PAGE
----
33 24 snow shower
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Staff Trustee election to be held
Light over Lexington
By Anyssa Roberts
Head of GAO’s speech to be televised Feb. 4
One of the highest levels of university governance has opened its doors to the 2013 election of the Board of Trustees Staff Representative. The Staff Trustee is the voice of the staff in UK’s Staff Senate and only one position is held for the role. The election began Wednesday with Staff Trustee 101, a meeting for staff hoping to run in the election to hear from past trustees and get an overview of the role of trustees as well as details on the election process. The nomination period will run from March 6 to March 20 and the campaign period will then run from March 28 through May 1. This will include a candidate debate April 11 during the regular meeting of the Staff Senate at 1 p.m. in W.T. Young Library. Voting will be conducted online from April 17 through May 1. “We look for someone understanding of staff issues, can communicate at a high level and is dedicated,” Staff Senate Chair Mike Adams said. As the representative body of UK’s staff, the Staff Senate’s mission is to “strive to open lines of communication among all segments of the staff, as well as between staff, faculty and students of the university,” according to the staff senate website. The Staff Senate has assisted staff at UK by designing and co-establishing programs such as the the Crisis Relief in Situations Involving Staff (C.R.I.S.I.S.) Program. The aim of this program is to help staff members expriencing personal hardships with temporary financial assistance, according to the program’s website. Among the efforts and plans made to better staff relations at UK, See SENATE on page 2
By Anyssa Roberts firstname.lastname@example.org
PHOTO BY BECCA CLEMONS | STAFF
The sunset casted an orange glow over the Lexington sky Wednesday night above campus.
UK Hoops ready for a ‘heated’ rivalry Cats travel to No. 18 South Carolina Thursday By Boyd Hayes email@example.com
There is a new rivalry cooking in the SEC pot. The chefs: head coaches Matthew Mitchell and Dawn Staley. The main ingredients: their teams, No. 4/5 UK Hoops (18-1, 6-0 SEC) and No. 18 South Carolina (16-3, 4-2 SEC). “I think that this is really becoming one of the most hotly contested rivalries in our conference,” Mitchell said. “We play South Carolina two times every year and as you go back and review the history of these games over the past five or six years, it’s two teams that really, really play hard and get after each other.”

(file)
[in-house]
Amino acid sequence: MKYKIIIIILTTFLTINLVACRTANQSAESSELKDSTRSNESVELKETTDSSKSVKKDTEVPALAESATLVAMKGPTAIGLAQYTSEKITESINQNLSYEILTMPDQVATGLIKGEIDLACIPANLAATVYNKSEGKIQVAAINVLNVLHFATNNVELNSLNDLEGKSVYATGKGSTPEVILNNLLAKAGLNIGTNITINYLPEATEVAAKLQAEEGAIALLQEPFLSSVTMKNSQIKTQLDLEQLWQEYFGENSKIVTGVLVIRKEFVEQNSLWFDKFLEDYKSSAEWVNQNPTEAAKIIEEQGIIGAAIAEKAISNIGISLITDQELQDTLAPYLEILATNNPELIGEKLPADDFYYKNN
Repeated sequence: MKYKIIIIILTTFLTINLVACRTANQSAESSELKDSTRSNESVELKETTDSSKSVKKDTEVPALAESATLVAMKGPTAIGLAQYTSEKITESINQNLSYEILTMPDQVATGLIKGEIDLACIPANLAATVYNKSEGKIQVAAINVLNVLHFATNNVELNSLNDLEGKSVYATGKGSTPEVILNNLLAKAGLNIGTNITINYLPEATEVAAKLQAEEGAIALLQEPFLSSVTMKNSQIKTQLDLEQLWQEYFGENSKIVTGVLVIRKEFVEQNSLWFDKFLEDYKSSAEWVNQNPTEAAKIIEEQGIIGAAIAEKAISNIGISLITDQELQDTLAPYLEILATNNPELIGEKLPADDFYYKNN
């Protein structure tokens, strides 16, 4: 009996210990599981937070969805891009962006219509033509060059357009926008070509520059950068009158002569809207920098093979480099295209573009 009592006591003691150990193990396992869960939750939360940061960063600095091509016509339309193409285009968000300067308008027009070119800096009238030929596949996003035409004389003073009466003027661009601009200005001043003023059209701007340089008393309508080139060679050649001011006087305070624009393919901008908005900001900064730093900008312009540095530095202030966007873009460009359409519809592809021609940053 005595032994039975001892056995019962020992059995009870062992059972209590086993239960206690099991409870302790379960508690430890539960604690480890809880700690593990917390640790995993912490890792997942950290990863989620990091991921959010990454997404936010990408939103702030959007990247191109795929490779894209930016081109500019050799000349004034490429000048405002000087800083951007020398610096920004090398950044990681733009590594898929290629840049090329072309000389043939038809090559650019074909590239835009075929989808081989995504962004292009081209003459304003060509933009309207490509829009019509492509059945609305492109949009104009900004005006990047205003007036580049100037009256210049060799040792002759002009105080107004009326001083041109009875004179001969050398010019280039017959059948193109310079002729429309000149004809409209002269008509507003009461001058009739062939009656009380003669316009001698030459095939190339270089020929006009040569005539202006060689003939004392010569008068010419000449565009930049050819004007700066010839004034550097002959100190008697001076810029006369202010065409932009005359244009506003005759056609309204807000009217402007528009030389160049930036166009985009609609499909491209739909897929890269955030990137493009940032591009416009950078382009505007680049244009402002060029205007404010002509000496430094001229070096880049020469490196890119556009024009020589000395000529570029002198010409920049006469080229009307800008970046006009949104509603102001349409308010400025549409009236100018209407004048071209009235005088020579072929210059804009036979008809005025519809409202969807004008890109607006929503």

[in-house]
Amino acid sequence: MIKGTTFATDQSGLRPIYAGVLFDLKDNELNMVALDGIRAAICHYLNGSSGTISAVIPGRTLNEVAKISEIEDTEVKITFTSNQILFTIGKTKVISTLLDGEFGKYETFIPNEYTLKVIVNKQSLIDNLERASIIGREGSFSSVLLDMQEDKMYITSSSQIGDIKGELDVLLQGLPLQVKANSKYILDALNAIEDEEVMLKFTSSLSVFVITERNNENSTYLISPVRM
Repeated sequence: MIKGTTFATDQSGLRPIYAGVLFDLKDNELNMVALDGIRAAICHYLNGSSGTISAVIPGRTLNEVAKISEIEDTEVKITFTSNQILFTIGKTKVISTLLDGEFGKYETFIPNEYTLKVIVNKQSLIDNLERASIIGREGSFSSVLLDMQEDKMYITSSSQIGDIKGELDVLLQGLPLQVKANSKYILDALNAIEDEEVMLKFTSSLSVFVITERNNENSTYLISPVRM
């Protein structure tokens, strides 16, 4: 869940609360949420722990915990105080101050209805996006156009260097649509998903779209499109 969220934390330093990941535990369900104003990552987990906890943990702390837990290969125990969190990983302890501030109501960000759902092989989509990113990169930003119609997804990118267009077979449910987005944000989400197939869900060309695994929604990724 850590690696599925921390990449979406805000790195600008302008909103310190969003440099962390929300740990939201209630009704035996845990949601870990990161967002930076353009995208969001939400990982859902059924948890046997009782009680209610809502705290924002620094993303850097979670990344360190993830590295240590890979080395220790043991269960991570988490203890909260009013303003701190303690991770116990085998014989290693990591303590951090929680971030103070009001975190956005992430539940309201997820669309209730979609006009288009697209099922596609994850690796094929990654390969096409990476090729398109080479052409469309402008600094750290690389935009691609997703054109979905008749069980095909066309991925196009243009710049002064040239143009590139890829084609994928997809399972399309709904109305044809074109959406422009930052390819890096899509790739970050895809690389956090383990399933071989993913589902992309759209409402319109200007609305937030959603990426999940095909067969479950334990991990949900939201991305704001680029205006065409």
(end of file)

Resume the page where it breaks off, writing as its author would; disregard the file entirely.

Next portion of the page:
The teams match up like two heavyweights, punch for punch. Both have been known for their guard play and tight defense, and that continues to be true this season. Playing each other twice per year has familiarized the two opponents. “It appears that the players have great respect for each other and play real hard and compete really hard,” Mitchell said. One player South Carolina will recognize is UK senior guard A’dia Mathies. The SEC veteran has been on fire lately, scoring a combined 45 points in the Cats’ last two games. Even more impressive, she shot 60 percent from the field and 72.7 percent from three-point range during
that stretch, stats that helped her get SEC Player of the Week honors. Mathies doesn’t under estimate South Carolina, however. “Every year we play them, I know they have great guard play. They remind us a lot of ourselves,” Mathies said. “They’re very quick. They’ve got good post players, good rebounders. They’re an overall good team and a great coach.” The two teams will pit their strong defenses against each other. The Gamecocks have held 18 of their 19 opponents this season to fewer than 60 points, landing them at first in the See HOOPS on page 2
PHOTO BY LOGAN DOUGLAS | STAFF
Junior DeNesha Stallworth drives past a Middle Tennessee State defender on Dec. 9 at Memorial Coliseum.
Gold: Bilingualism reduces Alzheimer’s risk By Morgan Eads firstname.lastname@example.org
A UK researcher is receiving nationwide attention for his study on the effects of lifelong bilingualism on the risk of Alzheimer’s. Brian Gold, a cognitive neuroscientist in the depart-
Walker speaks about fiscal cliff
ment of Anatomy and Neurobiology affiliated with the Sanders-Brown Center on Aging and a team of researchers found bilingualism can reduce the risk of Alzheimer’s later in life. “There is evidence that being bilingual from an early age affects cognitive con-
trol,” Gold said. “As you get older the ability to switch between tasks declines, but there is evidence that bilingual people don’t decline as much.” Gold’s study has been covered by news programs of ABC and NBC as well as being featured in reports by
Newsroom: 257-1915 Advertising: 257-2872 First issue free. Subsequent issues 25 cents.
Fox News and the Today Show. So far, the study has only found evidence that people who have been bilingual since early childhood and who use both languages everyday reap the cognitive benefit, Gold said. When asked if people
who pick up a second language during adulthood would lower their risks of Alzheimer’s, Gold said the answer was unclear. “If you keep it up it might, it’s really unknown,” Gold said. “It won’t hurt.” See GOLD on page 2